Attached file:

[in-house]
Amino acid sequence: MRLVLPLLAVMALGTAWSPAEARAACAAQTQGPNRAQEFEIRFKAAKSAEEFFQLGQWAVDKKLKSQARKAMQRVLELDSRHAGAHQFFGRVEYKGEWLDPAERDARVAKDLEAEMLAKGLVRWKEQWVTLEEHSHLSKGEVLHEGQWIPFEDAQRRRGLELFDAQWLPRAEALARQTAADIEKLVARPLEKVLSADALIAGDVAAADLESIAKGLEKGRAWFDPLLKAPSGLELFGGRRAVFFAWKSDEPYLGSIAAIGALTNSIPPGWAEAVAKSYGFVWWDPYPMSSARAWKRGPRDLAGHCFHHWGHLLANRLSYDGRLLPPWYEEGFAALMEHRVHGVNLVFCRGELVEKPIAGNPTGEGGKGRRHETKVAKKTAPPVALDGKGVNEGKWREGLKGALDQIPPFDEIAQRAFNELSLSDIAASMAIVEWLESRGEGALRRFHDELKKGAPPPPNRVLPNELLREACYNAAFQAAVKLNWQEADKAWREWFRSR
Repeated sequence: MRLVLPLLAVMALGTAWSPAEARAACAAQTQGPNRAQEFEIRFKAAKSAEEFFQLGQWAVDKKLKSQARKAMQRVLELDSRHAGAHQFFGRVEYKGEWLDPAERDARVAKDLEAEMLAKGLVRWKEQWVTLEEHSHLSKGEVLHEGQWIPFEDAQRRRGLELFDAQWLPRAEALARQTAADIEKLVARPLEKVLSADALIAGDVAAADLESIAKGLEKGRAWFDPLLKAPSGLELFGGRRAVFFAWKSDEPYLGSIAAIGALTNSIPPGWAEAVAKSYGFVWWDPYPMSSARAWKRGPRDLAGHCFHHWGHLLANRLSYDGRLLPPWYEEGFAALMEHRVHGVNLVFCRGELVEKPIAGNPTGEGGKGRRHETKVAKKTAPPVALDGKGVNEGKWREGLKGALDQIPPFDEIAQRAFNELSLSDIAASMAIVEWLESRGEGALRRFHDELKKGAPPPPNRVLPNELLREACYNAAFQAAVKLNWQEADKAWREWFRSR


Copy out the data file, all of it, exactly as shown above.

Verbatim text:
[in-house]
Amino acid sequence: MRLVLPLLAVMALGTAWSPAEARAACAAQTQGPNRAQEFEIRFKAAKSAEEFFQLGQWAVDKKLKSQARKAMQRVLELDSRHAGAHQFFGRVEYKGEWLDPAERDARVAKDLEAEMLAKGLVRWKEQWVTLEEHSHLSKGEVLHEGQWIPFEDAQRRRGLELFDAQWLPRAEALARQTAADIEKLVARPLEKVLSADALIAGDVAAADLESIAKGLEKGRAWFDPLLKAPSGLELFGGRRAVFFAWKSDEPYLGSIAAIGALTNSIPPGWAEAVAKSYGFVWWDPYPMSSARAWKRGPRDLAGHCFHHWGHLLANRLSYDGRLLPPWYEEGFAALMEHRVHGVNLVFCRGELVEKPIAGNPTGEGGKGRRHETKVAKKTAPPVALDGKGVNEGKWREGLKGALDQIPPFDEIAQRAFNELSLSDIAASMAIVEWLESRGEGALRRFHDELKKGAPPPPNRVLPNELLREACYNAAFQAAVKLNWQEADKAWREWFRSR
Repeated sequence: MRLVLPLLAVMALGTAWSPAEARAACAAQTQGPNRAQEFEIRFKAAKSAEEFFQLGQWAVDKKLKSQARKAMQRVLELDSRHAGAHQFFGRVEYKGEWLDPAERDARVAKDLEAEMLAKGLVRWKEQWVTLEEHSHLSKGEVLHEGQWIPFEDAQRRRGLELFDAQWLPRAEALARQTAADIEKLVARPLEKVLSADALIAGDVAAADLESIAKGLEKGRAWFDPLLKAPSGLELFGGRRAVFFAWKSDEPYLGSIAAIGALTNSIPPGWAEAVAKSYGFVWWDPYPMSSARAWKRGPRDLAGHCFHHWGHLLANRLSYDGRLLPPWYEEGFAALMEHRVHGVNLVFCRGELVEKPIAGNPTGEGGKGRRHETKVAKKTAPPVALDGKGVNEGKWREGLKGALDQIPPFDEIAQRAFNELSLSDIAASMAIVEWLESRGEGALRRFHDELKKGAPPPPNRVLPNELLREACYNAAFQAAVKLNWQEADKAWREWFRSR